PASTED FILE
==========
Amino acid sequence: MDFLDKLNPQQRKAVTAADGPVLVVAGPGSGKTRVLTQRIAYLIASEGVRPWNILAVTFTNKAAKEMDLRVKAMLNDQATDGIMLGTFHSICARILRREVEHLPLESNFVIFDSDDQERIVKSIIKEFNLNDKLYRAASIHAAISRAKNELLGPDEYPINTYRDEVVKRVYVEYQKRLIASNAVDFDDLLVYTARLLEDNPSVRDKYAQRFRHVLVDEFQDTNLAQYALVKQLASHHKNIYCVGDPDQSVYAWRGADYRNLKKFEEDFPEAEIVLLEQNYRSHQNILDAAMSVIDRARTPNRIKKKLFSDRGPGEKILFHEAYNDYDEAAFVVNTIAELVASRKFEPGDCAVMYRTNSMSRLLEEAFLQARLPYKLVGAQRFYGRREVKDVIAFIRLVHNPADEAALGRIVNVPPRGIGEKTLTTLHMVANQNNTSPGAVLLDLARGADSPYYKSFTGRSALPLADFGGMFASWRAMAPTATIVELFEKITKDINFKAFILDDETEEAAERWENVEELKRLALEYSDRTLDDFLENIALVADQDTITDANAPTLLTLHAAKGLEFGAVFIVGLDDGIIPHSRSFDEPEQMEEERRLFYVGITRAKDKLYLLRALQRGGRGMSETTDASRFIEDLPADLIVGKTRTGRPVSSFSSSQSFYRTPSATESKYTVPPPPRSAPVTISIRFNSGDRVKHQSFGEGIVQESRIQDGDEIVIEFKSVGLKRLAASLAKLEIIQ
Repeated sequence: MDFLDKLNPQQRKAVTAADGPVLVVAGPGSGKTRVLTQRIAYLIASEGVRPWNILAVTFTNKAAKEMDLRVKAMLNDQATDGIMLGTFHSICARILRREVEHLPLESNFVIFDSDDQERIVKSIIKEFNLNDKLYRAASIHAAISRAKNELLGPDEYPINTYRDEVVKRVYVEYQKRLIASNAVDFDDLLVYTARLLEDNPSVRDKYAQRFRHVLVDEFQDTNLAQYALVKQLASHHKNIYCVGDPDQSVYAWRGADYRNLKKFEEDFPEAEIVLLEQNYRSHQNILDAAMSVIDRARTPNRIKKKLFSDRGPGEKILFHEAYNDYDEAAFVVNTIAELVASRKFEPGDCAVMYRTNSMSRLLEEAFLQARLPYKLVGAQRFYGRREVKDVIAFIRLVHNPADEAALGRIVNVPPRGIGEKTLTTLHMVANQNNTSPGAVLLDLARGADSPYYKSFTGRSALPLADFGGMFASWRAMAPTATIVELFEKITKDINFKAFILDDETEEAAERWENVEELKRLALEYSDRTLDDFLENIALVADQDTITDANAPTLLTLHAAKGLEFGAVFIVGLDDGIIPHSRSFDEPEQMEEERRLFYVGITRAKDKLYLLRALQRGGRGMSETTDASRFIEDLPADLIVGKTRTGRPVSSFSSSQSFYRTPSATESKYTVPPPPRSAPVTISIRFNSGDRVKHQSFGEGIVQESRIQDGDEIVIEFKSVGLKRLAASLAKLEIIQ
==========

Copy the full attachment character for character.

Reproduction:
Amino acid sequence: MDFLDKLNPQQRKAVTAADGPVLVVAGPGSGKTRVLTQRIAYLIASEGVRPWNILAVTFTNKAAKEMDLRVKAMLNDQATDGIMLGTFHSICARILRREVEHLPLESNFVIFDSDDQERIVKSIIKEFNLNDKLYRAASIHAAISRAKNELLGPDEYPINTYRDEVVKRVYVEYQKRLIASNAVDFDDLLVYTARLLEDNPSVRDKYAQRFRHVLVDEFQDTNLAQYALVKQLASHHKNIYCVGDPDQSVYAWRGADYRNLKKFEEDFPEAEIVLLEQNYRSHQNILDAAMSVIDRARTPNRIKKKLFSDRGPGEKILFHEAYNDYDEAAFVVNTIAELVASRKFEPGDCAVMYRTNSMSRLLEEAFLQARLPYKLVGAQRFYGRREVKDVIAFIRLVHNPADEAALGRIVNVPPRGIGEKTLTTLHMVANQNNTSPGAVLLDLARGADSPYYKSFTGRSALPLADFGGMFASWRAMAPTATIVELFEKITKDINFKAFILDDETEEAAERWENVEELKRLALEYSDRTLDDFLENIALVADQDTITDANAPTLLTLHAAKGLEFGAVFIVGLDDGIIPHSRSFDEPEQMEEERRLFYVGITRAKDKLYLLRALQRGGRGMSETTDASRFIEDLPADLIVGKTRTGRPVSSFSSSQSFYRTPSATESKYTVPPPPRSAPVTISIRFNSGDRVKHQSFGEGIVQESRIQDGDEIVIEFKSVGLKRLAASLAKLEIIQ
Repeated sequence: MDFLDKLNPQQRKAVTAADGPVLVVAGPGSGKTRVLTQRIAYLIASEGVRPWNILAVTFTNKAAKEMDLRVKAMLNDQATDGIMLGTFHSICARILRREVEHLPLESNFVIFDSDDQERIVKSIIKEFNLNDKLYRAASIHAAISRAKNELLGPDEYPINTYRDEVVKRVYVEYQKRLIASNAVDFDDLLVYTARLLEDNPSVRDKYAQRFRHVLVDEFQDTNLAQYALVKQLASHHKNIYCVGDPDQSVYAWRGADYRNLKKFEEDFPEAEIVLLEQNYRSHQNILDAAMSVIDRARTPNRIKKKLFSDRGPGEKILFHEAYNDYDEAAFVVNTIAELVASRKFEPGDCAVMYRTNSMSRLLEEAFLQARLPYKLVGAQRFYGRREVKDVIAFIRLVHNPADEAALGRIVNVPPRGIGEKTLTTLHMVANQNNTSPGAVLLDLARGADSPYYKSFTGRSALPLADFGGMFASWRAMAPTATIVELFEKITKDINFKAFILDDETEEAAERWENVEELKRLALEYSDRTLDDFLENIALVADQDTITDANAPTLLTLHAAKGLEFGAVFIVGLDDGIIPHSRSFDEPEQMEEERRLFYVGITRAKDKLYLLRALQRGGRGMSETTDASRFIEDLPADLIVGKTRTGRPVSSFSSSQSFYRTPSATESKYTVPPPPRSAPVTISIRFNSGDRVKHQSFGEGIVQESRIQDGDEIVIEFKSVGLKRLAASLAKLEIIQ